Simon Wren-Lewis also has something to say about this in his post from earlier today, Has the Great Recession killed the traditional Phillips Curve?:

Before the New Classical revolution there was the Friedman/Phelps Phillips Curve (FPPC), which said that current inflation depended on some measure of the output/unemployment gap and the expected value of current inflation (with a unit coefficient). Expectations of inflation were modelled as some function of past inflation (e.g. adaptive expectations) - at its simplest just one lag in inflation. Therefore in practice inflation depended on lagged inflation and the output gap.
After the New Classical revolution came the New Keynesian Phillips Curve (NKPC), which had current inflation depending on some measure of the output/unemployment gap and the expected value of inflation in the next period. If this was combined with adaptive expectations, it would amount to much the same thing as the FPPC, but instead it was normally combined with rational expectations, where agents made their best guess at what inflation would be next period using all relevant information. This would include past inflation, but it would include other things as well, like prospects for output and any official inflation target.
Which better describes the data? ...
[W]e can see why some ... studies (like this for the US) can claim that recent inflation experience is consistent with the NKPC. It seems much more difficult to square this experience with the traditional adaptive expectations Phillips curve. As I suggested at the beginning, this is really a test of whether rational expectations is a better description of reality than adaptive expectations. But I know the conclusion I draw from the data will upset some people, so I look forward to a more sophisticated empirical analysis showing why I’m wrong.

I don't have much to add, except to say that this is an empirical question that will be difficult to resolve empirically (because there are so many different ways to estimate a Phillips curve, and different specifications give different answers, e.g. which measure of prices to use, which measure of aggregate activity to use, what time period to use and how to handle structural and policy breaks during the period that is chosen, how should natural rates be extracted from the data, how to handle non-stationarities, if we measure aggregate activity with the unemployment rate, do we exclude the long-term unemployed as recent research suggests, how many lags should be included, etc., etc.?).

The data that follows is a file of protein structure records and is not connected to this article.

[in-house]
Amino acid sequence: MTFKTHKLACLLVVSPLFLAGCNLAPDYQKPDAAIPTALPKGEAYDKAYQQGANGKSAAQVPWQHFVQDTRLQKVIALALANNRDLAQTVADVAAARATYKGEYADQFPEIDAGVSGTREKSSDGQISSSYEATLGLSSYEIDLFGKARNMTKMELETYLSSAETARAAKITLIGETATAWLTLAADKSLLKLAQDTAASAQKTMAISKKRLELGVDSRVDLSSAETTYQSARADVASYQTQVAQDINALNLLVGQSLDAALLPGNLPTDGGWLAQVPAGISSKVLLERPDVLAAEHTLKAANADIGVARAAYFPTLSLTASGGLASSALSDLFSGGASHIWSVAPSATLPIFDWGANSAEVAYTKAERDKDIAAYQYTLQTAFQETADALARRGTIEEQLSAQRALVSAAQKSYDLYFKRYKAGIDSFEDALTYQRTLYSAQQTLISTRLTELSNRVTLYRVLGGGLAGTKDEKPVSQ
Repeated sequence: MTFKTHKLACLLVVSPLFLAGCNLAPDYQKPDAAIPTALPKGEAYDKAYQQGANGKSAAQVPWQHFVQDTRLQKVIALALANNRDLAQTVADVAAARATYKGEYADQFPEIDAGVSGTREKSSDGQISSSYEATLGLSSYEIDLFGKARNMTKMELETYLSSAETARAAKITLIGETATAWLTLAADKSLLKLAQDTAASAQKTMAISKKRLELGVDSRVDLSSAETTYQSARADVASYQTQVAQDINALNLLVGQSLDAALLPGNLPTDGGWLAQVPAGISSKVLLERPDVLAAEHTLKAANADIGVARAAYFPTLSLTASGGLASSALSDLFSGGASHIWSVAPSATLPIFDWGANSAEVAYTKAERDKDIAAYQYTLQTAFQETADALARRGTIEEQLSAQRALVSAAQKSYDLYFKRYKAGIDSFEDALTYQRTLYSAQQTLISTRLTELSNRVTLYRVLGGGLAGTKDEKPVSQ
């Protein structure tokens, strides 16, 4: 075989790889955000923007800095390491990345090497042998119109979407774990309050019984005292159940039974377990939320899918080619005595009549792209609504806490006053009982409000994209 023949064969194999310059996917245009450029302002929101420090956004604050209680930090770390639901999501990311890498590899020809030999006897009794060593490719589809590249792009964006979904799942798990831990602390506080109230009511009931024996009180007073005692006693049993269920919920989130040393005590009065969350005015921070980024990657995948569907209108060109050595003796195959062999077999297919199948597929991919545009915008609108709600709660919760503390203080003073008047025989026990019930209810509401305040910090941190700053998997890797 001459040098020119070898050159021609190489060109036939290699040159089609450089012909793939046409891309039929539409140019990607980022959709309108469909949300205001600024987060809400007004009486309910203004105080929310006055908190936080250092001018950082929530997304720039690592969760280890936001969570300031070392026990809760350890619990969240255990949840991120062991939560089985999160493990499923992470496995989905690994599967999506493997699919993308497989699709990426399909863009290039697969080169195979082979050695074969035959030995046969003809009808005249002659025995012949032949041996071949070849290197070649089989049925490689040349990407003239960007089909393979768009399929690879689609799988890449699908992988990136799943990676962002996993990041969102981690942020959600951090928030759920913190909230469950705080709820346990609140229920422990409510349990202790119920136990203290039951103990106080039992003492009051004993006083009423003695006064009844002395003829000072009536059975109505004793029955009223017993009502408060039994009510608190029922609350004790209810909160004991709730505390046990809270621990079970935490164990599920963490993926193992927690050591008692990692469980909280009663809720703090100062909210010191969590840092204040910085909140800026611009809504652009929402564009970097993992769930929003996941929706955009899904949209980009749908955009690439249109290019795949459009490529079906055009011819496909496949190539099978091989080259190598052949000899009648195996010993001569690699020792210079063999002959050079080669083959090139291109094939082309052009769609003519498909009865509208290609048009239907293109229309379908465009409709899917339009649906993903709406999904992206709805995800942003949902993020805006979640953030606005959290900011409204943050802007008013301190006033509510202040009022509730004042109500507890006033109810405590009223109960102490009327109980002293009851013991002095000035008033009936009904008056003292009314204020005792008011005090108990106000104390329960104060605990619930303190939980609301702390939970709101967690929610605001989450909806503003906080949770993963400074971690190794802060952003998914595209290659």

Sunday, July 13, 2014

New Classical Economics as Modeling Strategy

Judy Klein emails a response to a recent post of mine based upon Simon Wren Lewis's post “Rereading Lucas and Sargent 1979”:

Lucas and Sargent’s, “After Keynesian Macroeconomics,” was presented at the 1978 Boston Federal Reserve Conference on “After the Phillips Curve: Persistence of High Inflation and High Unemployment.” Although the title of the conference dealt with stagflation, the rational expectations theorists saw themselves countering one technical revolution with another.

The Keynesian Revolution was, in the form in which it succeeded in the United States, a revolution in method. This was not Keynes’s intent, nor is it the view of all of his most eminent followers. Yet if one does not view the revolution in this way, it is impossible to account for some of its most important features: the evolution of macroeconomics into a quantitative, scientific discipline, the development of explicit statistical descriptions of economic behavior, the increasing reliance of government officials on technical economic expertise, and the introduction of the use of mathematical control theory to manage an economy. [Lucas and Sargent, 1979, pg. 50]